You've got 10 minutes with Einstein. What do you talk about? Black holes? Time travel?
Why not gambling? The Art of War? Contemporary parenting?
Each week, host Jason Gots surprises some of the world's brightest minds with ideas they're not at all prepared to discuss. Join us and special guests Neil Gaiman, Alan Alda, Salman Rushdie, Margaret Atwood, Richard Dawkins, Maria Popova, Mary-Louise Parker, Neil deGrasse Tyson and many more...
Conflict Photographer Lynsey Addario on Art, Love, and War
For two decades she's traveled the world, photographing humans in crisis. Pulitzer and MacArthur winning photojournalist Lynsey Addario on what it's all taught her.
- a story of survival that leaves our host speechless
- and a story of casual cruelty that will leave you shaking your head in disbelief
Think about all the images you see in a day. The advertisements. The photos and videos as you search the web or scroll through social media, if you do that. Now think back a century and a half or so to when photography was new. Imagine the first time a British monarch saw a picture of an Inuit family, or vice versa. What did they make of each other? What did it remake in themselves?
My guest today, photographer Lynsey Addario, has spent over two decades traveling the world taking intimate and dramatic portraits, often of lives in crisis—the perpetrators and victims of tyranny, revolution, famine, and rape. Her work spans over 70 countries and has won her a MacArthur Fellowship and a Pulitzer Prize, but has never been gathered into a book until now. Of Love and War gives her most compelling photos the space they deserve, along with essays, interview excerpts, and letters she wrote home to process the things she was witnessing.
Lynsey's pictures offer people like myself, living out our lives in privileged circumstances, a window into the beauty, suffering, and everyday humanity of our contemporaries across the world. And like it or not, ready or not, when you stop scrolling long enough look into one of these images, it looks back into you.
Surprise conversation starter interview clips in this episode:
What can 3D printing do for medicine? The "sky is the limit," says Northwell Health researcher Dr. Todd Goldstein.
- Medical professionals are currently using 3D printers to create prosthetics and patient-specific organ models that doctors can use to prepare for surgery.
- Eventually, scientists hope to print patient-specific organs that can be transplanted safely into the human body.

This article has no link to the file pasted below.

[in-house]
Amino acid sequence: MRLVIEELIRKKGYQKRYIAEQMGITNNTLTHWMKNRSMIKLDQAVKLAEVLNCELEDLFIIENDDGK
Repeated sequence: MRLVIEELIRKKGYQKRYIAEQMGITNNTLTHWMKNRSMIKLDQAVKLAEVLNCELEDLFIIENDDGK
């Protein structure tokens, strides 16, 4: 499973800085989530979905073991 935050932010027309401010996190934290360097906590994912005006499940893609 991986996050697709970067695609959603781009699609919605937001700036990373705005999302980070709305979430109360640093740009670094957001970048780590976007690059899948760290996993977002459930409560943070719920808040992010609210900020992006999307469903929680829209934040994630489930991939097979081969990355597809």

- Northwell Health, New York State's largest health care provider, is pioneering 3D printing in medicine in three key ways.
Michael Dowling, Northwell Health's CEO, believes we're entering the age of smart medicine.
- The United States health care system has much room for improvement, and big tech may be laying the foundation for those improvements.
- Technological progress in medicine is coming from two fronts: medical technology and information technology.
- As information technology develops, patients will become active participants in their health care, and value-based care may become a reality.
Convergence 2.0: Engineers are using the "natural genius" of biological systems to produce extraordinary machines—self-assembling batteries, cancer-detecting nanoparticles, super-efficient water filters made from proteins found in blood cells. Neuroscientist and MIT President Emerita Susan Hockfield and host Jason Gots discuss what all this could mean for our future.
- "One of my tools as president was never to talk about change. People hate change. But at MIT no one could deny you the opportunity to do an experiment."
- "If we can create these spaces for convening around our most important problems, We can make progress much faster than we can by insisting that people do the work on their own. And that's the power of the university at its best."
Torn between absolutism on the left and the right, classical liberalism—with its core values of compassion and incremental progress whereby the once-radical becomes the mainstream—is in need of a good defense. And Adam Gopnik is its lawyer.
- Liberalism as "radical pragmatism"
- Intersectionality and civic discourse
- How "a thousand small sanities" tackled drunk driving, normalized gay marriage, and could control gun violence
Personal crises and national crises have more than a few things in common. From Brexit to the partisan divide in America to Germany after World War II, Jared Diamond talks with host Jason Gots about how we get through them (or don't).
- Nations that blame their problems on other nations (or particular groups) don't recover so well from crises.
- The US is consuming at 32x the rate of most African countries. Even if Africa didn't exist, it would be unsustainable.
- What Jared Diamond has learned about human nature from his neighborhood association.
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